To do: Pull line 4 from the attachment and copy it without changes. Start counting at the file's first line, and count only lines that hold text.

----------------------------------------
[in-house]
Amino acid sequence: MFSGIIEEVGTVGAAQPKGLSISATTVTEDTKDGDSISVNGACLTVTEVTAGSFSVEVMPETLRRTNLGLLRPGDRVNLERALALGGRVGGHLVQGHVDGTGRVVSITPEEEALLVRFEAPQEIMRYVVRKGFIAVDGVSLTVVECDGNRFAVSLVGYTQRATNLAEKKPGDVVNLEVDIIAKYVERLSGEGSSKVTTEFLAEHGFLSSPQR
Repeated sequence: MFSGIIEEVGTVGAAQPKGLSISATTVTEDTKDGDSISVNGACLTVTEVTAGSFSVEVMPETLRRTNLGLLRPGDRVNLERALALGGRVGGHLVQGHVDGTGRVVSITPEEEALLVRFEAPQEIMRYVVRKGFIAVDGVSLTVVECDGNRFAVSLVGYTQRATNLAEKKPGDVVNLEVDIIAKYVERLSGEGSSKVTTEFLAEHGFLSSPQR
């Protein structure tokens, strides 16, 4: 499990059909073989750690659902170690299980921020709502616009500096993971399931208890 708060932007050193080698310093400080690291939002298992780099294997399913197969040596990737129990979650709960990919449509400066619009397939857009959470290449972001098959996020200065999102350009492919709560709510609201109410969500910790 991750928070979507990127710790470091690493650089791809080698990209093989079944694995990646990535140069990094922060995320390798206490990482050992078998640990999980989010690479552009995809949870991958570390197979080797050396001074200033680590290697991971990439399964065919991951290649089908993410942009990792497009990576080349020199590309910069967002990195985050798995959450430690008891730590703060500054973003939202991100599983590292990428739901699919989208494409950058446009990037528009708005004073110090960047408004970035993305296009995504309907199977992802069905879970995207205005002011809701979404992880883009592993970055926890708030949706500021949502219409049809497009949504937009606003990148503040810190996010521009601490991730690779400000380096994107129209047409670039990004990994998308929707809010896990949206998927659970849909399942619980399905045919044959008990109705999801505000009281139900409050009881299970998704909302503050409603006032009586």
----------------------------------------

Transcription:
């Protein structure tokens, strides 16, 4: 499990059909073989750690659902170690299980921020709502616009500096993971399931208890 708060932007050193080698310093400080690291939002298992780099294997399913197969040596990737129990979650709960990919449509400066619009397939857009959470290449972001098959996020200065999102350009492919709560709510609201109410969500910790 991750928070979507990127710790470091690493650089791809080698990209093989079944694995990646990535140069990094922060995320390798206490990482050992078998640990999980989010690479552009995809949870991958570390197979080797050396001074200033680590290697991971990439399964065919991951290649089908993410942009990792497009990576080349020199590309910069967002990195985050798995959450430690008891730590703060500054973003939202991100599983590292990428739901699919989208494409950058446009990037528009708005004073110090960047408004970035993305296009995504309907199977992802069905879970995207205005002011809701979404992880883009592993970055926890708030949706500021949502219409049809497009949504937009606003990148503040810190996010521009601490991730690779400000380096994107129209047409670039990004990994998308929707809010896990949206998927659970849909399942619980399905045919044959008990109705999801505000009281139900409050009881299970998704909302503050409603006032009586």